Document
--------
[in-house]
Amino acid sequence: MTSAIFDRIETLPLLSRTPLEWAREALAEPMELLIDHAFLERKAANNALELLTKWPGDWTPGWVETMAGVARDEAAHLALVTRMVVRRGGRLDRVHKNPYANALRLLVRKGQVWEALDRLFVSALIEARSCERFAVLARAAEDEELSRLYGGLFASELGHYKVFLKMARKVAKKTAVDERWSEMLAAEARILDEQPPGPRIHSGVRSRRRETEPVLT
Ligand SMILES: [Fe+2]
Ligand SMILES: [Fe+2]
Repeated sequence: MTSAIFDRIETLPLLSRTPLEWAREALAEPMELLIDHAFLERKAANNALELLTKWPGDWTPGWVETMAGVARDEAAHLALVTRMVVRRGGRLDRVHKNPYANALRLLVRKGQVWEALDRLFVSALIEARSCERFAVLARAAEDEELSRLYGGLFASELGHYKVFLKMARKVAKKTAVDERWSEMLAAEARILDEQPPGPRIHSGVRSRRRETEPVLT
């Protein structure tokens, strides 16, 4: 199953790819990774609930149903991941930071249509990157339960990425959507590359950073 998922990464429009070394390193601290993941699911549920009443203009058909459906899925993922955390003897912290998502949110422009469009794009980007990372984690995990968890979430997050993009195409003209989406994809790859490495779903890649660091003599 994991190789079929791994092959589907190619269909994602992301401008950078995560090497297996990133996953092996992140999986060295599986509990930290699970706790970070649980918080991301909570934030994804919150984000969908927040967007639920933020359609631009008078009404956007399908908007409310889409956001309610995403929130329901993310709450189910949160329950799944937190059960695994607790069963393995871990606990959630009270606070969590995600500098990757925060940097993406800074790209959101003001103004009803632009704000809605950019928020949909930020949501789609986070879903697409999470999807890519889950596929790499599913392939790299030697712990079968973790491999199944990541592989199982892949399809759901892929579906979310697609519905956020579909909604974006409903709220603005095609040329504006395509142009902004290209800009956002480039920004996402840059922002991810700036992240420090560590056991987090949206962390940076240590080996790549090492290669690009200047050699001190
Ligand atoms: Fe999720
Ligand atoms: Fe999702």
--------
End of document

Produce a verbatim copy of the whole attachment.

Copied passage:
[in-house]
Amino acid sequence: MTSAIFDRIETLPLLSRTPLEWAREALAEPMELLIDHAFLERKAANNALELLTKWPGDWTPGWVETMAGVARDEAAHLALVTRMVVRRGGRLDRVHKNPYANALRLLVRKGQVWEALDRLFVSALIEARSCERFAVLARAAEDEELSRLYGGLFASELGHYKVFLKMARKVAKKTAVDERWSEMLAAEARILDEQPPGPRIHSGVRSRRRETEPVLT
Ligand SMILES: [Fe+2]
Ligand SMILES: [Fe+2]
Repeated sequence: MTSAIFDRIETLPLLSRTPLEWAREALAEPMELLIDHAFLERKAANNALELLTKWPGDWTPGWVETMAGVARDEAAHLALVTRMVVRRGGRLDRVHKNPYANALRLLVRKGQVWEALDRLFVSALIEARSCERFAVLARAAEDEELSRLYGGLFASELGHYKVFLKMARKVAKKTAVDERWSEMLAAEARILDEQPPGPRIHSGVRSRRRETEPVLT
């Protein structure tokens, strides 16, 4: 199953790819990774609930149903991941930071249509990157339960990425959507590359950073 998922990464429009070394390193601290993941699911549920009443203009058909459906899925993922955390003897912290998502949110422009469009794009980007990372984690995990968890979430997050993009195409003209989406994809790859490495779903890649660091003599 994991190789079929791994092959589907190619269909994602992301401008950078995560090497297996990133996953092996992140999986060295599986509990930290699970706790970070649980918080991301909570934030994804919150984000969908927040967007639920933020359609631009008078009404956007399908908007409310889409956001309610995403929130329901993310709450189910949160329950799944937190059960695994607790069963393995871990606990959630009270606070969590995600500098990757925060940097993406800074790209959101003001103004009803632009704000809605950019928020949909930020949501789609986070879903697409999470999807890519889950596929790499599913392939790299030697712990079968973790491999199944990541592989199982892949399809759901892929579906979310697609519905956020579909909604974006409903709220603005095609040329504006395509142009902004290209800009956002480039920004996402840059922002991810700036992240420090560590056991987090949206962390940076240590080996790549090492290669690009200047050699001190
Ligand atoms: Fe999720
Ligand atoms: Fe999702």